Domestic violence can leave emotional and physical scars that never really heal. In many cases, the victim is only interested in putting the incident behind them and getting away from the defendant. Even when the victim wants justice, it is not always easy to bring that situation into a courtroom where it can become a matter of public record. But what happens if a victim decides to not testify in a domestic violence case?
Does the Victim have to Testify?
The decision on whether a victim testifies in a domestic violence case is usually up to the victim’s Staten Island lawyer, but there are ways that the case can move forward without direct testimony from the victim. In the wake of a domestic violence event, many victims get restraining orders against their attackers which makes testimony in court impossible. These types of constraints are common in domestic violence cases and would prevent the victim from testifying.
In some instances, recorded 911 calls can be admitted into a domestic violence case as a documentation of what has happened. If the call has enough detail to indicate specifically what type of abuse has occurred and the reaction of the victim, then a Staten Island lawyer can use that recorded 911 call in lieu of testimony from the victim.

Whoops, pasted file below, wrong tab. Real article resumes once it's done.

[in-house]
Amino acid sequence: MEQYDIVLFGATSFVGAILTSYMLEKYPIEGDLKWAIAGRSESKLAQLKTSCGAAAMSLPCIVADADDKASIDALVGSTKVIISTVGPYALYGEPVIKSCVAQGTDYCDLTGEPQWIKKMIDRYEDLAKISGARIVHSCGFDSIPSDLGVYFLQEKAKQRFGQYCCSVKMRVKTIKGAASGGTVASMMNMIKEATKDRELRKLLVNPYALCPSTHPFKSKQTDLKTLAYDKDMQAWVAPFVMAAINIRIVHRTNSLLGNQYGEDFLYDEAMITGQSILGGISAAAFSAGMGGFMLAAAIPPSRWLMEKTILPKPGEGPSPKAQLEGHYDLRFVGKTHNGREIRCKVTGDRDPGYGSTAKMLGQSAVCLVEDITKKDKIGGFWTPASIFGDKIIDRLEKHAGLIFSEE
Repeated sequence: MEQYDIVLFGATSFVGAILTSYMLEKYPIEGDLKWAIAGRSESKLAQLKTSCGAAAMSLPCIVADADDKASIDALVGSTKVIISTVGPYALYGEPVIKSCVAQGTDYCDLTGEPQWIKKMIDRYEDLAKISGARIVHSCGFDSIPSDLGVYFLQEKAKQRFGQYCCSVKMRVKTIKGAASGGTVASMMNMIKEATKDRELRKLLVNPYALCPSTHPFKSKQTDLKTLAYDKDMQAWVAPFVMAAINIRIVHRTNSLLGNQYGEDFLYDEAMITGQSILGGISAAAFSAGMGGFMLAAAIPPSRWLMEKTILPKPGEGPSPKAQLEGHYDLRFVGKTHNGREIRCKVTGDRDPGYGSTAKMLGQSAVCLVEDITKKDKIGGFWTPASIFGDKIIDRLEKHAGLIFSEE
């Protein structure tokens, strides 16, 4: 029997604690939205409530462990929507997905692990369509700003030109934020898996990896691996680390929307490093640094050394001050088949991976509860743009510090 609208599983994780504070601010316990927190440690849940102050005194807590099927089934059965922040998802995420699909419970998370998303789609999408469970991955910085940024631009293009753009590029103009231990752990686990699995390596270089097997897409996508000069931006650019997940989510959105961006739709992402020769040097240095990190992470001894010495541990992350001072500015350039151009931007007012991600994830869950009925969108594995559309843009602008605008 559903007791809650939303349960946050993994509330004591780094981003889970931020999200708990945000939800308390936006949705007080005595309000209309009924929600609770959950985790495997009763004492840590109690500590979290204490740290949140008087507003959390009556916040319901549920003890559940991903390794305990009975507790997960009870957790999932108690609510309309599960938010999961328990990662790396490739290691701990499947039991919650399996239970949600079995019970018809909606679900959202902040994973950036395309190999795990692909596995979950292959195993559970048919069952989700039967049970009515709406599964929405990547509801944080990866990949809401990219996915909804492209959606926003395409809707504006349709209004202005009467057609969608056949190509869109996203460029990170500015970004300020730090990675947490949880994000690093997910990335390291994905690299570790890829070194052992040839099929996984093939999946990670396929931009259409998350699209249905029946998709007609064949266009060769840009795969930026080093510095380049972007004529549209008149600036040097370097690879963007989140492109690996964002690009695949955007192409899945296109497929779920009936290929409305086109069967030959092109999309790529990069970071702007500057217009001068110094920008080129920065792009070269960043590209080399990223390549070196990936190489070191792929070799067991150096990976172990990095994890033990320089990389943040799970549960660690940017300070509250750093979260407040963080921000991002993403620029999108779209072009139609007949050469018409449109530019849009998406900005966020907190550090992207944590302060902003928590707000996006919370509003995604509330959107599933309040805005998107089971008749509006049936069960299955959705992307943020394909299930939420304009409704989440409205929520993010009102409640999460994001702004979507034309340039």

If there are credible witnesses to the abuse that have been through cross-examining by the defendant, then those witnesses can be called to the stand instead of the victim. This is not as easy as it sounds as, in many domestic violence cases, victims often prefer to not get involved. The other problem with witnesses in these cases is that they are often not credible. This is the reason why witnesses who have been cross-examined by the defense are considered more credible.
Since a domestic violence case is often a very emotional situation, a Staten Island lawyer often looks for ways to keep the victim off the witness stand. One of the best ways to prevent the victim from getting on the stand is to have credible evidence that proves a crime was committed. Along with the recorded 911 call, evidence such as a medical report with pictures, a police report, or any video showing the event in progress can often be more compelling than putting the victim on the witness stand.
There are plenty of different approaches that lawyers use when it comes to getting the victim’s story out during a domestic violence case. The victim does not need to take the stand during the trial for the trial to be moved forward, and in some cases it is a better move for a lawyer to keep the victim off the witness stand and use other evidence to help the victim’s story to be heard.